At one point in the history of Acorn, the intentional community that SESE calls home, previous members worked in demolition, with the perk of being able to take home any building materials that they wanted. During this time, they encountered some notable finds, namely enough steel columns, beams, girts, and purlins to comprise the major structural components of a steel building.
This was over a decade ago. Every so often, Acorn members would prod at the pile, rediscovering the find for themselves and entertaining grand notions of reassembling them into a useful structure. In one such instance, the urge to do so was particularly tenacious; with the unfurling plan to build SESE a seed office headquarters, an adjacent warehouse would further advance our long-term goal of centralizing all of SESE’s functions into one area. Prompted by this latent possibility, member Paul decided to ask a local steel building expert to look at the piles and advise us accordingly.
It was confirmed that we had enough trusses to put up a building, but that our components were a Frankensteinian compilation of two or three dissimilar buildings, and that at least some of the parts of the building had already been once salvaged and pieced together, further obscuring its configuration. We were advised that working with a salvaged building, especially if we were trying to do it ourselves, would likely be much more complicated and frustrating than we could foresee.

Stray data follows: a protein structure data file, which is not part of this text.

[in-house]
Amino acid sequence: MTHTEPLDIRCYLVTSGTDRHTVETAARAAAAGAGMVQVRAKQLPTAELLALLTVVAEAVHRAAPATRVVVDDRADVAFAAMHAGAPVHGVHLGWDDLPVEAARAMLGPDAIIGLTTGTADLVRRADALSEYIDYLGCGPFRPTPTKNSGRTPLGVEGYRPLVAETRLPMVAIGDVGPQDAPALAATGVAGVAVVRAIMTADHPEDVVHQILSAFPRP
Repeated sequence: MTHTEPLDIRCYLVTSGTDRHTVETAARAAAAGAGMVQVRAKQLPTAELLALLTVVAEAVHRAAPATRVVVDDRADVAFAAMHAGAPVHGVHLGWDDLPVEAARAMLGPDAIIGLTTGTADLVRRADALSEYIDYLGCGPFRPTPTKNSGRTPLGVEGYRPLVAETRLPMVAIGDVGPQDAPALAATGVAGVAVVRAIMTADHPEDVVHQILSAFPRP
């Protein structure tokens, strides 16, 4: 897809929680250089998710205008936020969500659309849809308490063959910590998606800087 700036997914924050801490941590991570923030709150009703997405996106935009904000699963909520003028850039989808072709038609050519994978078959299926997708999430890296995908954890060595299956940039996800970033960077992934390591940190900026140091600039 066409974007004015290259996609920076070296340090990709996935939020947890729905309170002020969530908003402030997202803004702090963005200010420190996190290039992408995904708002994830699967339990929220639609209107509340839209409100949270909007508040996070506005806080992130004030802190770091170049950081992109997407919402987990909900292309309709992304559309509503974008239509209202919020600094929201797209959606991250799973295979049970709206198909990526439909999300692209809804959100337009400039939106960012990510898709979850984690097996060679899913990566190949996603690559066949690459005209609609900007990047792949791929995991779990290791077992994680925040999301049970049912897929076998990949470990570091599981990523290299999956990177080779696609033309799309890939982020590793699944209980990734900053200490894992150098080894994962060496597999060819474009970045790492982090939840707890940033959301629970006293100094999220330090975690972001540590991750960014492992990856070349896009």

The cost of buying materials for a stick-frame barn was within our means, and it would be much easier to assemble. However, in line with our general values, the practice of just buying something new in the name of convenience, with the accompanying high embodied energy and heavy environmental impacts, made us cringe. We figured if anyone was in a situation that favored reusing resources at hand, it was us—we have both the values to compel us and the labor to make it happen. Although reusing salvaged materials such as giant steel beams is less of a trademark to the sustainable building movement than that of sinuous earthen structures or living roofs, we reasoned that insofar as sustainability is concerned, little can beat building with a pile of slowly rusting materials in your backyard.
Hence the challenge was born. Stay posted for details about the first step of the building process: the foundation.